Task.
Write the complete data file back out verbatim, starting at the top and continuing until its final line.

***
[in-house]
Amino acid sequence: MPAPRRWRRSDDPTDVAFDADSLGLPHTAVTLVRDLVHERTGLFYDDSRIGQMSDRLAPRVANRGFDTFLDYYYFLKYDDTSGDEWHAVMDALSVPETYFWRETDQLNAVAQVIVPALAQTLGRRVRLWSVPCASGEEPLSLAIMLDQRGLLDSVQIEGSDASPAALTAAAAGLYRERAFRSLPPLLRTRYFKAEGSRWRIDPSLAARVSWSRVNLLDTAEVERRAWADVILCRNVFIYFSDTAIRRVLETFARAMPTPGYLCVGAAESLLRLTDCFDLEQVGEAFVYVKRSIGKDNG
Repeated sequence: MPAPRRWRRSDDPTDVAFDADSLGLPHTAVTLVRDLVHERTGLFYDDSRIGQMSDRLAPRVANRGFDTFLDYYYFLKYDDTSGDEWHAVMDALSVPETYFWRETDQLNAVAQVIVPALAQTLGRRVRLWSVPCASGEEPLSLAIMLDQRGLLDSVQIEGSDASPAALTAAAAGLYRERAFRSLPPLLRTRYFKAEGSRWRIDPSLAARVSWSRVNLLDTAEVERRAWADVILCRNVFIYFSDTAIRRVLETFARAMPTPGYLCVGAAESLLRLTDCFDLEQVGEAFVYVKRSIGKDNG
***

[in-house]
Amino acid sequence: MPAPRRWRRSDDPTDVAFDADSLGLPHTAVTLVRDLVHERTGLFYDDSRIGQMSDRLAPRVANRGFDTFLDYYYFLKYDDTSGDEWHAVMDALSVPETYFWRETDQLNAVAQVIVPALAQTLGRRVRLWSVPCASGEEPLSLAIMLDQRGLLDSVQIEGSDASPAALTAAAAGLYRERAFRSLPPLLRTRYFKAEGSRWRIDPSLAARVSWSRVNLLDTAEVERRAWADVILCRNVFIYFSDTAIRRVLETFARAMPTPGYLCVGAAESLLRLTDCFDLEQVGEAFVYVKRSIGKDNG
Repeated sequence: MPAPRRWRRSDDPTDVAFDADSLGLPHTAVTLVRDLVHERTGLFYDDSRIGQMSDRLAPRVANRGFDTFLDYYYFLKYDDTSGDEWHAVMDALSVPETYFWRETDQLNAVAQVIVPALAQTLGRRVRLWSVPCASGEEPLSLAIMLDQRGLLDSVQIEGSDASPAALTAAAAGLYRERAFRSLPPLLRTRYFKAEGSRWRIDPSLAARVSWSRVNLLDTAEVERRAWADVILCRNVFIYFSDTAIRRVLETFARAMPTPGYLCVGAAESLLRLTDCFDLEQVGEAFVYVKRSIGKDNG